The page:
The Court of Appeals, in a full-fledged opinion by Judge DiFiore, over a concurring opinion and a three-judge dissenting opinion, determined that an Ohio firearms dealer (Brown) did not have “minimum contacts” with New York sufficient for the exercise of long-arm jurisdiction (CPLR 302) over him. A gun sold by Brown to Bostic, an Ohio resident, in Ohio, was sold on the black market to a member of a gang in Buffalo, New York, who shot plaintiff:
Defendant Charles Brown, a federal firearm licensee, was authorized to sell handguns only in Ohio and only to Ohio residents, which he primarily accomplished through retail sales at gun shows held in various locations in Ohio. Brown did not maintain a website, had no retail store or business telephone listing, and did no advertising of any kind, except by posting a sign at his booth when participating in a gun show. In a series of transactions in 2000, Brown sold handguns to James Nigel Bostic and his associates. Prior to the transaction involving the gun at issue here, Brown consulted with the Bureau of Alcohol, Tobacco, Firearms and Explosives (ATF) to ensure its legality. For each transaction, the necessary forms required by the ATF were properly completed and submitted, the purchaser passed the required Federal Bureau of Investigation (FBI) background check before the firearms were transferred, Brown verified that the purchaser had government-issued identification demonstrating Ohio residency, and notification of the purchases was timely sent to local law enforcement and the ATF as required by the federal Gun Control Act (see 18 USC § 922). During the transactions, Bostic indicated he was in the process of becoming a federal firearms licensee and was acquiring inventory for the eventual opening of a gun shop. * * *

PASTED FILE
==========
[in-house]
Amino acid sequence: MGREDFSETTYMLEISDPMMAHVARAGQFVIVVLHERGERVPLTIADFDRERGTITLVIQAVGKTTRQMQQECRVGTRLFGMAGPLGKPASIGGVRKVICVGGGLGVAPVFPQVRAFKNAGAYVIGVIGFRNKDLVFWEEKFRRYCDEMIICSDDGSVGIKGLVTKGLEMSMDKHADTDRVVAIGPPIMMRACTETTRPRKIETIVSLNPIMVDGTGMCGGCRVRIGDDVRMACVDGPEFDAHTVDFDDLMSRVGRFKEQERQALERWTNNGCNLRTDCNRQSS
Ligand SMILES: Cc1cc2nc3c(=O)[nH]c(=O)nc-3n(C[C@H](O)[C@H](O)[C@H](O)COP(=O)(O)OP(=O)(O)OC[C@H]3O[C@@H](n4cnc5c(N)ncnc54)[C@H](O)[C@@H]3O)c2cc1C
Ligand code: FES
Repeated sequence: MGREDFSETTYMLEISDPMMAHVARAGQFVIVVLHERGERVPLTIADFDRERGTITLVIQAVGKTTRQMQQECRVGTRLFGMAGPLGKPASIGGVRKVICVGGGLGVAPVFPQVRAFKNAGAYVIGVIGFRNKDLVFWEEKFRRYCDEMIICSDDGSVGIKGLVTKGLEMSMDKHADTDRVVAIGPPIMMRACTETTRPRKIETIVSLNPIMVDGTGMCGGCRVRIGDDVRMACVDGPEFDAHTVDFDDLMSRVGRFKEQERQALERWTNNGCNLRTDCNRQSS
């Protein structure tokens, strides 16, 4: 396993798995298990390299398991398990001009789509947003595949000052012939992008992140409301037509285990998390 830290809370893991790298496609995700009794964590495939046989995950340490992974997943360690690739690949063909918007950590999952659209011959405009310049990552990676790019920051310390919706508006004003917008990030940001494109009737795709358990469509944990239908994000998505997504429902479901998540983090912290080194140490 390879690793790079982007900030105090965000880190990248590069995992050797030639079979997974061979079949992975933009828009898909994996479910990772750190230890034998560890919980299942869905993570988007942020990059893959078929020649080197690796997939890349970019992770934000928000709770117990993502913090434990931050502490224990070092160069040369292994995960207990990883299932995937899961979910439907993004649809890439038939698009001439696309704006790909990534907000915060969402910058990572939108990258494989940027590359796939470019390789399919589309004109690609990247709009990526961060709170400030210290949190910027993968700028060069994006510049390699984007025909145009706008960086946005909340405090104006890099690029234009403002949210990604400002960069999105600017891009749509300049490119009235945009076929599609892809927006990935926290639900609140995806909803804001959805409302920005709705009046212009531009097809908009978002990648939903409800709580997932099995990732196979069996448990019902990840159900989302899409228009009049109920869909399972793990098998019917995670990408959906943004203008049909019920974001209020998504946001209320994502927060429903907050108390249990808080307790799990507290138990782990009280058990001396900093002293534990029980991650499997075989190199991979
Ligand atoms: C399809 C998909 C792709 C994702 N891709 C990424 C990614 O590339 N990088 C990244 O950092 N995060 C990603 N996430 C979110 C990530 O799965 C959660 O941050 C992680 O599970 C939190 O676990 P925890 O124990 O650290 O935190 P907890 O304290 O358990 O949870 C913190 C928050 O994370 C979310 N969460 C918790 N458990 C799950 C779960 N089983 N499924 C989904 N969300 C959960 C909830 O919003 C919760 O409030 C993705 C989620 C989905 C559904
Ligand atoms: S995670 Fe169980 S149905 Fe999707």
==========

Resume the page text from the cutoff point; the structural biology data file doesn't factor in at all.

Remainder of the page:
… “[A] non-domiciliary tortfeasor has minimum contacts with the forum State . . . if it purposefully avails itself of the privilege of conducting activities within the forum State” …,”thus invoking the benefits and protections of [the forum state’s] laws”… . This test envisions something more than the “fortuitous circumstance” that a product sold in another state later makes its way into the forum jurisdiction through no marketing or other effort of defendant … . Put another way, “the mere likelihood that a product will find its way into the forum” cannot establish the requisite connection between defendant and the forum “such that [defendant] should reasonably anticipate being haled into court there” … .
The constitutional inquiry “focuses on the relationship among the defendant, the forum, and the litigation'” … . Significantly, “it is the defendant’s conduct that must form the necessary connection with the forum State that is the basis for its jurisdiction” … . Williams v Beemiller, Inc., 2019 NY Slip Op 03656, CtApp 5-9-19